Article 4 Direction for Seething Wells Filter Beds
Kingston Council introduces new planning controls for Seething Wells Filter Beds
Kingston Council has moved to protect the biodiversity at Seething Wells Filter Beds in Surbiton from potential harm.
Seething Wells Filter Beds, which is a Site of Borough Importance for Nature Conservation (SINC), represents a unique habitat within the borough and is a key environment for wintering wildfowl and bat populations.
The Council has now introduced an Article 4 Direction, which temporarily removes the ability to put up fencing, gates and other means of enclosure on the site without planning permission.
This is a specific and targeted Article 4 Direction, and will last initially for six months. It has been introduced in response to an application to confirm if the erection of fencing at Seething Wells Filter Beds is permitted development.
Residents will be able to have their say on whether this action should be made permanent during a six-week public consultation, with more details on that announced soon. The Council must decide at the end of six months whether to make the Article 4 Direction permanent.
The move is part of the Council’s commitment to protect the biodiversity and natural resources in the borough.
Councillor Hilary Gander, portfolio holder for Environment and Sustainable Transport, said:
“Seething Wells boasts a rich array of biodiversity and we want to keep it that way.”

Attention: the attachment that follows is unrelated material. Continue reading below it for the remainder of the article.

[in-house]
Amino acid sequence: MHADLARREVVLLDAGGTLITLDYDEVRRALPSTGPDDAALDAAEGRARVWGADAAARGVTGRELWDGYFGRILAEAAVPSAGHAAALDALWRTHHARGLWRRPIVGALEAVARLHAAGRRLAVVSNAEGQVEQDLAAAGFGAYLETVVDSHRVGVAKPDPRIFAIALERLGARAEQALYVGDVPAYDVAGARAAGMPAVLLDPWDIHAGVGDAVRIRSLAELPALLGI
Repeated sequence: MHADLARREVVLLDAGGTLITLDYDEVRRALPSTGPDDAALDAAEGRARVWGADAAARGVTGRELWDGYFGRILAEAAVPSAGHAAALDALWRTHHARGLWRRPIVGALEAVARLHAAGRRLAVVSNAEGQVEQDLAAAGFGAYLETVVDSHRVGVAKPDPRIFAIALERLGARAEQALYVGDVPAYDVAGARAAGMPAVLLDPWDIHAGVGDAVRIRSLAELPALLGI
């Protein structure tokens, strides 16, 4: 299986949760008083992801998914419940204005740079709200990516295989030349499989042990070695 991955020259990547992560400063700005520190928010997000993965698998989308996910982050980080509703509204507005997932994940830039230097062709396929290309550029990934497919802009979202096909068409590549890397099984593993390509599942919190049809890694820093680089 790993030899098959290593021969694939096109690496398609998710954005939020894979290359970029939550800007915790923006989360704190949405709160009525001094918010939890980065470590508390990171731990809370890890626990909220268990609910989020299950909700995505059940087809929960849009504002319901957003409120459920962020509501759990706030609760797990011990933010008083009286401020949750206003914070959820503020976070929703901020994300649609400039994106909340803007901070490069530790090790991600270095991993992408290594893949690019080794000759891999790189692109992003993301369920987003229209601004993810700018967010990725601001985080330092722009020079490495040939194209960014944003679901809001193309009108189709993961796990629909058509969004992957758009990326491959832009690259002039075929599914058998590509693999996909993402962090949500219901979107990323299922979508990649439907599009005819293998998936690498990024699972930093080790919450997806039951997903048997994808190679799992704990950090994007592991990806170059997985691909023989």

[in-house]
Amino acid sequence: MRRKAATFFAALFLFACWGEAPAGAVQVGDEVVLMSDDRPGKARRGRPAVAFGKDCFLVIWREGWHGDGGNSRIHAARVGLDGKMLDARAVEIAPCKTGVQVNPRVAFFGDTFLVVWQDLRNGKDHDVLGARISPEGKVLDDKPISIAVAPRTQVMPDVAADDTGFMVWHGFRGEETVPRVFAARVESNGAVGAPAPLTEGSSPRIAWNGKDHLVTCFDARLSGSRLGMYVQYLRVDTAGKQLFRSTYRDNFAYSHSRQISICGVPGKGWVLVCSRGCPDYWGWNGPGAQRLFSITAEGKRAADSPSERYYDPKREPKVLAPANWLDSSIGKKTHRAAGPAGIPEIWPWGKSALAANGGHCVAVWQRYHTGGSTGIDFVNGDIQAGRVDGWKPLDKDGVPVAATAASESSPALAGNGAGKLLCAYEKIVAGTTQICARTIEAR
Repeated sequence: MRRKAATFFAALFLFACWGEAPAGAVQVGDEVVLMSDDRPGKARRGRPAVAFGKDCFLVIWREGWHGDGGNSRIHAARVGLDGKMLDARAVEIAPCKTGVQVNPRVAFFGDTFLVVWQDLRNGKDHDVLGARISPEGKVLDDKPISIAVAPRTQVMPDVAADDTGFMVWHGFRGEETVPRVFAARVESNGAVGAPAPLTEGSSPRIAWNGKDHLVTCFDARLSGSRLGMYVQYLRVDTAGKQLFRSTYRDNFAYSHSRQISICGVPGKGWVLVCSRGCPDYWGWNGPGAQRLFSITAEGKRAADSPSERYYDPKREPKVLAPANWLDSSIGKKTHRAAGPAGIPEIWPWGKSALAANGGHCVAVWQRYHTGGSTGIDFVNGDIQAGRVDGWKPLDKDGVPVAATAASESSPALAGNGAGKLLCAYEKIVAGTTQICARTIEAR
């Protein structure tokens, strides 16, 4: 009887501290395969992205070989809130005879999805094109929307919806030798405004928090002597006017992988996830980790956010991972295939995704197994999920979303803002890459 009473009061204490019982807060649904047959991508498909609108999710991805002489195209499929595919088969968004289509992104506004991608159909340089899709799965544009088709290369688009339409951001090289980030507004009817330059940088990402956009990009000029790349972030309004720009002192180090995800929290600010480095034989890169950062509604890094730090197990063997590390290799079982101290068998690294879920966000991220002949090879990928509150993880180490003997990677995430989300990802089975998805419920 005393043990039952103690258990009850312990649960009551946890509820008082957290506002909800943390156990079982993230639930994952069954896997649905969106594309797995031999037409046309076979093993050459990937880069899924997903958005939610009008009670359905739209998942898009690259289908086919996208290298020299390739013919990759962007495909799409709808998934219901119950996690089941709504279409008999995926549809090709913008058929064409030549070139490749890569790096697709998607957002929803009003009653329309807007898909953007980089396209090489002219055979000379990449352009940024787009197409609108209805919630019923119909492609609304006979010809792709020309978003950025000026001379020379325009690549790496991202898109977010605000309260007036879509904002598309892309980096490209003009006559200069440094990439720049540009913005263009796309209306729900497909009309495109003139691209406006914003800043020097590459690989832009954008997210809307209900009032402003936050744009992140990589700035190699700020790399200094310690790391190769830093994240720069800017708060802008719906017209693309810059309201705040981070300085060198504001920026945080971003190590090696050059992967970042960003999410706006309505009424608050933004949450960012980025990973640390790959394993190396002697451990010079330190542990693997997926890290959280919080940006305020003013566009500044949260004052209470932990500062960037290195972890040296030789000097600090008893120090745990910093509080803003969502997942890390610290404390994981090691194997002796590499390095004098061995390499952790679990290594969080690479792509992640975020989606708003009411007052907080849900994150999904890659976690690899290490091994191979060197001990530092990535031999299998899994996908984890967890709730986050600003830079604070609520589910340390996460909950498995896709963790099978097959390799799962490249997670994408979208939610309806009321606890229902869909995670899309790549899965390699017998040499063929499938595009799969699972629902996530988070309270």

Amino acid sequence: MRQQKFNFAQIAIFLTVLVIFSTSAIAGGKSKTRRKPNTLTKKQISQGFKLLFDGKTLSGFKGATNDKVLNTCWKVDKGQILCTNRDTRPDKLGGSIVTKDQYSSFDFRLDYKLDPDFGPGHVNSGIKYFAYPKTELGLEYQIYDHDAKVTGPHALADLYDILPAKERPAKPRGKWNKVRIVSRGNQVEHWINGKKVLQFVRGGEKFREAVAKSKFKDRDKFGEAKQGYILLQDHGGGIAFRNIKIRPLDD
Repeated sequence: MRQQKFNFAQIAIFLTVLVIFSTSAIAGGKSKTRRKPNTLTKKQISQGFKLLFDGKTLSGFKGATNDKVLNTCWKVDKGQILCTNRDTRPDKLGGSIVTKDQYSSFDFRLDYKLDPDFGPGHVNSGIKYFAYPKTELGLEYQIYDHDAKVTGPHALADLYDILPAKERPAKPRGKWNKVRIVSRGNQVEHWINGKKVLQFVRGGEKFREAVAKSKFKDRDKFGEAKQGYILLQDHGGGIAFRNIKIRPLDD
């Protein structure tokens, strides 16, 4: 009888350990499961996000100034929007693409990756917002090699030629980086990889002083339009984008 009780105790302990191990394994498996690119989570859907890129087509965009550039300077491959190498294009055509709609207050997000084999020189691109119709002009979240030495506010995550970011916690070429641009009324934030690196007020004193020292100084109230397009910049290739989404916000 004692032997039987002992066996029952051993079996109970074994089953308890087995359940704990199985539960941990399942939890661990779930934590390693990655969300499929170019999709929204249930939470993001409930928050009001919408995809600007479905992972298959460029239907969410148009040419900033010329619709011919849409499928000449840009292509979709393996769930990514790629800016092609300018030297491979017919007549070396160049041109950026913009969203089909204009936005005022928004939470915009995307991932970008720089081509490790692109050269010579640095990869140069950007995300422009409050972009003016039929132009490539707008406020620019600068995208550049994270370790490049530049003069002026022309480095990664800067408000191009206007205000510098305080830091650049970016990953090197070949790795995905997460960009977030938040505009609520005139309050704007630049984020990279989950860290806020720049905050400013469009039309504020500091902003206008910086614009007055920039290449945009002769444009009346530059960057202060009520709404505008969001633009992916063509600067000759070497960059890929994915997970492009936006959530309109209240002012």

“We are committed to protecting the environment and our promises made to the people of Kingston. We aim to become a carbon neutral borough by 2038 and it’s important to do all we can to protect sites like Seething Wells.
“We have monitored activity on the site extremely closely and have previously intervened on plans when we have needed to do so.
Councillor Rebekah Moll, portfolio holder for Planning Policy and Culture, said:
“We remain open-minded about development in the borough but this must always be done in keeping with surrounding areas and complementary to the environment around it. That’s why we have moved to protect Seething Wells in this way for the next six months.
“We would like to invite residents to have their say on whether this should become a permanent fixture in the future, and we’ll be providing more details on how to do that very soon.”